We Are COMMANDED To Hear – By Marc

For the record, I have yet to enjoy any prune Hamantaschen… Apricot and cherry, yes. Prune… not yet. Just needed to put that out there.

The first prayer before reading the Megillah says that Hashem “commanded us concerning the reading of the Megillah.”
The note/rule/law says: “Everyone is obligated to read, or hear the reading of, the Megillah at night and again the next day.”

While I followed along in the Chumash, spun my gragger with great enthusiasm in order to keep up with the kids, and listened to try to match each English word to the Hebrew I was hearing, I was acutely aware that I was fulfilling a Mitzvah… a commandment.

The next day many thoughts began to mull in my ever-searching brain. And it is fascinating how things and lessons always seem to come together at the right time.

We can all “read” the Megillah of Esther, though not all from the amazing scrolls… and no, not all of us in Hebrew… I’m working on it!!! But the notion of being commanded to HEAR IT really stood out to me this time, and things started to click.

To hear something is the first part of communication. We hear our thoughts… We hear another… and then we start to speak, to communicate, to act.

The Shema begins with “Hear, O Israel…” and there is much discussed and mentioned about this, of course. But that is a whole post unto itself.

When one discusses and studies The Torah it is and must be BOTH the Written Law and The Oral Law. They are, in fact, inseparable, which I have only recently learned in my latest Chabad class. Yes, I am a novice… A middle-aged novice!!! (Thank you Rabbi Avi Rabin for another great 6-week program!)

One of the many reasons is the power of SEEING AND HEARING THINGS YOURSELF… When we do there is much more of a connection… much more of a weight and power to it. Seeing is often believing… and hearing is, too.

Then we share the information that we received from our parents and their parents, with our kids. It keeps an unbroken path and circle alive, and has for thousands and thousands of years.

Quite often people will tell you they learn in one of two ways… Either visually or aurally… which makes the Torah even more brilliant as it covers both these ways of learning!

Our next big holiday is Pesach. We speak and tell and HEAR the story of Passover, which has also been handed down from generation to generation for thousands of years. And, as my friend Shlomo Seidenfeld says, the most important part of Pesach is the TRANSMISSION, the telling and sharing of the story. Again… speaking and listening… telling and hearing.

Sadly, some of the criticism I have heard (no pun intended) of Judaism is that it is nothing more than a religion of rules and laws. Clearly this is an ignorant notion brought forth by people who have no real understanding of the beauty and majesty… the warmth and love of Judaism. Now, that does not mean there are not rules and laws… Of course there are… There are many… 613 Mitzvot to be exact.

But these rules are designed for us to have a better and more fulfilled life. We have guides… we have a framework and a blueprint that is the Torah. And within that framework is our freedom.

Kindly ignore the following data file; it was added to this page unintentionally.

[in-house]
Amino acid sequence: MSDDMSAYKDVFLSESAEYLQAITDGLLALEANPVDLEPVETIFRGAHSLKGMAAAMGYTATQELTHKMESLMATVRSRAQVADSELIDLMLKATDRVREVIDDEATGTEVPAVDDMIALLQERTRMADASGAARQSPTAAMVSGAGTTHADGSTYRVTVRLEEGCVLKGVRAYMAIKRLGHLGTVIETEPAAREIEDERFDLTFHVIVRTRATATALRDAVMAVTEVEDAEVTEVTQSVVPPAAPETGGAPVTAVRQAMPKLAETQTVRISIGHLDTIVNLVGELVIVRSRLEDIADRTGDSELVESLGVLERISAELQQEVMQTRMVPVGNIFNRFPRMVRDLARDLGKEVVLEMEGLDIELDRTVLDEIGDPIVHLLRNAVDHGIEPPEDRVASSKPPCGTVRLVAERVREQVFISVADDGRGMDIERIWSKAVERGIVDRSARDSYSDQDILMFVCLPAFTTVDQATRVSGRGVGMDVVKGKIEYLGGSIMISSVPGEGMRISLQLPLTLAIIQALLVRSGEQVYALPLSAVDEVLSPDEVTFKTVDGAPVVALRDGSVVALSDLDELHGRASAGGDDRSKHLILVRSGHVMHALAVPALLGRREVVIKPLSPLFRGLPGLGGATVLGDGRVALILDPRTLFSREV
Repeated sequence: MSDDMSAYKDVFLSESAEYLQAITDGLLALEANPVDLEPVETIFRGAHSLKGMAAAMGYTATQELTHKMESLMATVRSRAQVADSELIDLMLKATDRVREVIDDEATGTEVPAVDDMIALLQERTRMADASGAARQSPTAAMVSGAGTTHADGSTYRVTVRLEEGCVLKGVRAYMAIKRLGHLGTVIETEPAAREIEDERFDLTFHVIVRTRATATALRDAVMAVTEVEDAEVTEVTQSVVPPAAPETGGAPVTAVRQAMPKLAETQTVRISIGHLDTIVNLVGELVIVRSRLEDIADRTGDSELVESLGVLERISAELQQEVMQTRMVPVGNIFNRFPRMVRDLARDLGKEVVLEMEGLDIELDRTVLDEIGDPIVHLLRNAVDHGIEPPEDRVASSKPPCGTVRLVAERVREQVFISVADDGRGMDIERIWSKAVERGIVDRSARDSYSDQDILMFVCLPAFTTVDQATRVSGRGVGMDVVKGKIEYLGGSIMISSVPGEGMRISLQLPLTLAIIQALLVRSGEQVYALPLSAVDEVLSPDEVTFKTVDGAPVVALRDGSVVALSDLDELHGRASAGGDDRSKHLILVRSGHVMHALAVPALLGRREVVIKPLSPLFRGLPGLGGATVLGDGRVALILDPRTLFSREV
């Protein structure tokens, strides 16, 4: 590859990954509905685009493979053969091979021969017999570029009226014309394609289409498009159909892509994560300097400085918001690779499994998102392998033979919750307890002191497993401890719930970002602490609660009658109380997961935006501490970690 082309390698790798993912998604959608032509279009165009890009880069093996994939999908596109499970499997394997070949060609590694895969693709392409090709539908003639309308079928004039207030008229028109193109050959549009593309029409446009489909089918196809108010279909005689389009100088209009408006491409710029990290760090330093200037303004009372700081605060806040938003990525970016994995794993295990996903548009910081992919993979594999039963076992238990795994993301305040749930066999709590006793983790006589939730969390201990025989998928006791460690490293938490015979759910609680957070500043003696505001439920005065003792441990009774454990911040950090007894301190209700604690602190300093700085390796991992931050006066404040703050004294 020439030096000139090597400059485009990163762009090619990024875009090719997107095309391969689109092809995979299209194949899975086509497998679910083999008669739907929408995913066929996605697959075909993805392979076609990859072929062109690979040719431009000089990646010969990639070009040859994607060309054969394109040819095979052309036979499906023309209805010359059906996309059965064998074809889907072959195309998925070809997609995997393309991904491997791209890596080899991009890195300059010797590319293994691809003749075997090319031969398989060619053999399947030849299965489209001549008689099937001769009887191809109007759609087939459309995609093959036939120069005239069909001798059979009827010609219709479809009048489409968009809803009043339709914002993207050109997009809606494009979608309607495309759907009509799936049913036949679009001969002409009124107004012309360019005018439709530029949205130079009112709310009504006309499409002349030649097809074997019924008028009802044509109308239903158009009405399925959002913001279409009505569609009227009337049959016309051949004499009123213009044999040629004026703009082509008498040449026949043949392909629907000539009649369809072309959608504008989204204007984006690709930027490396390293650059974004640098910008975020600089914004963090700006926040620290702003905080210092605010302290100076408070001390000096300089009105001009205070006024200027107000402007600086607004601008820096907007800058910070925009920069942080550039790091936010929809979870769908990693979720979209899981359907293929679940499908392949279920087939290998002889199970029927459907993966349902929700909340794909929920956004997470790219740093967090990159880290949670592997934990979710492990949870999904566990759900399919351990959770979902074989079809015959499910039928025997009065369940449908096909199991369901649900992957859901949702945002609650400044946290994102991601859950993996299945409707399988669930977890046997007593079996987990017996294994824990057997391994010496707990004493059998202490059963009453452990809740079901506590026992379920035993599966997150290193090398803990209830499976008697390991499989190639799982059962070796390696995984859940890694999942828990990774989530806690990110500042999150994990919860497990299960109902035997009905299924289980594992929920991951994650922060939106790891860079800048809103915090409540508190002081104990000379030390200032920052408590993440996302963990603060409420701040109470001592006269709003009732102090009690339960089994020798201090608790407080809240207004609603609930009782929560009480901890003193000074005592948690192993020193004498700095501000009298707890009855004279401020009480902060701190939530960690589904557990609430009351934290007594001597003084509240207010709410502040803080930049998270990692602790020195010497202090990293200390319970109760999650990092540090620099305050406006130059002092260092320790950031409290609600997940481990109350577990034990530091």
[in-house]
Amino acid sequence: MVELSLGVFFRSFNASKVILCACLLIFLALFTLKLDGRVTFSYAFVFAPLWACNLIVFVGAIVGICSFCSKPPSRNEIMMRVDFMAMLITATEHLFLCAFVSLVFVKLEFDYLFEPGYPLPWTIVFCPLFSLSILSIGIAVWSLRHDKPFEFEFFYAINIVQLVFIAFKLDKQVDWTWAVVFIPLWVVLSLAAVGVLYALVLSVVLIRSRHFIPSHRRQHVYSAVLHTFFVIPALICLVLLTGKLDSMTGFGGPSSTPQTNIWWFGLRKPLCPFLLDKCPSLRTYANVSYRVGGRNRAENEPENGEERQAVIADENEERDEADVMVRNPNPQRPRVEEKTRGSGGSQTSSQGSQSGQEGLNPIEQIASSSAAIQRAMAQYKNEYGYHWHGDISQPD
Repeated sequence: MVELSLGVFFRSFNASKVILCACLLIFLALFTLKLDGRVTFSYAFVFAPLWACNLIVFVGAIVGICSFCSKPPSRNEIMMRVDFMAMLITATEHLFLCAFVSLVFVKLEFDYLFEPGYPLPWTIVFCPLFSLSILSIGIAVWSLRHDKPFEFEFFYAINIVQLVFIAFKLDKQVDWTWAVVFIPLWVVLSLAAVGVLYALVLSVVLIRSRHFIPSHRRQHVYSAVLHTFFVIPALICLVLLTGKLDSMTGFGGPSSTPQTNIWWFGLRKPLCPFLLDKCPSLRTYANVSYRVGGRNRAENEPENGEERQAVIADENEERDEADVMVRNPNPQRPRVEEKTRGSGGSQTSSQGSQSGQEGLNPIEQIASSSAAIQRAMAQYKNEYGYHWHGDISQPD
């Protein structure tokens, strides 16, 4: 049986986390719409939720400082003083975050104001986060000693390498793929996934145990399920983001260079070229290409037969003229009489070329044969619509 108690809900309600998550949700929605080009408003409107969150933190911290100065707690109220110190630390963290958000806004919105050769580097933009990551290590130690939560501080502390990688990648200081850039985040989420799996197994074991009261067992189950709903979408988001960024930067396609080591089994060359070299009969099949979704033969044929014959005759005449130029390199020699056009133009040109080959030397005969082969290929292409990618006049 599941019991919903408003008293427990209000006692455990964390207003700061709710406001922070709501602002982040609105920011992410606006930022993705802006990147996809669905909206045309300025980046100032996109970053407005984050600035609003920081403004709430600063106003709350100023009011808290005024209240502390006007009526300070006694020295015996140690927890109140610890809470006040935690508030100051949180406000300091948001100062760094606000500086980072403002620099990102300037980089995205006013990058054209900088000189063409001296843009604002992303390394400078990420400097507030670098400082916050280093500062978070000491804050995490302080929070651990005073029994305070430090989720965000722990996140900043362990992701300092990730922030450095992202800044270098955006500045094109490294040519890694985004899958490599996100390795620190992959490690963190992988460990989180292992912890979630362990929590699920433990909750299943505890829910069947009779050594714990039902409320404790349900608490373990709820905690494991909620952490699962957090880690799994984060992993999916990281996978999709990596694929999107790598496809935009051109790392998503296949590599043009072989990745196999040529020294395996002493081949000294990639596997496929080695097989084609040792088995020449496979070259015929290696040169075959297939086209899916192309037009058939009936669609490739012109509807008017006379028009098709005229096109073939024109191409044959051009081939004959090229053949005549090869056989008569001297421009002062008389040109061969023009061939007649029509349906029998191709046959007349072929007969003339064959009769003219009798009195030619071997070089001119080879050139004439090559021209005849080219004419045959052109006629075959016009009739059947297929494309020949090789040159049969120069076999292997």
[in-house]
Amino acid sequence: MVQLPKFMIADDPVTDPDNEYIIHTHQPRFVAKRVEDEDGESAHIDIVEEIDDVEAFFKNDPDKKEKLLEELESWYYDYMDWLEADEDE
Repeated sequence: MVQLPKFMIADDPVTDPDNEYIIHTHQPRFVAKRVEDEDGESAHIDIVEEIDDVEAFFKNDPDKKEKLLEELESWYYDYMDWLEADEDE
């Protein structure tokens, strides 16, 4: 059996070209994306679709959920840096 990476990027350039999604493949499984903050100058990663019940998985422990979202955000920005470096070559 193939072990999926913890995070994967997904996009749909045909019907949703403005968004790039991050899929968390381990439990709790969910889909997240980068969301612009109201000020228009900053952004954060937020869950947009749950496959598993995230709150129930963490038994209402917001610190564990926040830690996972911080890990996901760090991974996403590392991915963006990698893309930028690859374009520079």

One of the best lessons I learned about this comes from a theatre professor at Northwestern, who said that you are not truly free until you know what your boundaries and limitations are. (Thanks, Frank Galati!)

Without them, fear and uncertainty would keep us constantly questioning and doubting. We would hesitate, be afraid, not push the boundaries. With the knowledge of those boundaries, we can push every limit, stretch every rope and corner and move freely through the ring of life.

The commandments and laws give meaning to life… They give purpose to living. And some of them are not easy… many of us cannot (or choose not to) accomplish the majority of the commandments… but knowing what they are, what they say and mean, and continually striving to learn more about them and understand them more deeply… and to always do our best with them is really important.

To hear, to learn, to understand… all essential first steps. What you do with that knowledge is up to you. Free Will… Free Choice…

So many of my Rabbi teachers and mentors all say that we need to take it one mitzvah at a time. Don’t get overwhelmed… Don’t bite off more than you can chew… Just keep learning and studying… always do your best… always do the right thing… and try to regularly accomplish one mitzvah at a time.

So we are commanded to listen and hear. Such a brilliant idea…. such a great and powerful place to start. The act of hearing will keep us actively connected. Anyone who has ever been in counseling or therapy has probably done the “active listening” exercise. It works, and yes sometimes we must force ourselves to listen… to really hear… to connect in a deeper way to the loved one who sits across from us, who exists in the same space that we do.

I have spoken many times of Rabbi Noah Weinberg’s brilliant take on the Pirkei Avos (The 48 Ways) and how we must LISTEN WITH OUR EARS… NOT WITH OUR POSITION.

So Hear, O Israel… HEAR the Megillah Of Esther… HEAR Hashem… HEAR our loved ones… HEAR all that is around us… and let us open our ears and open our hearts.


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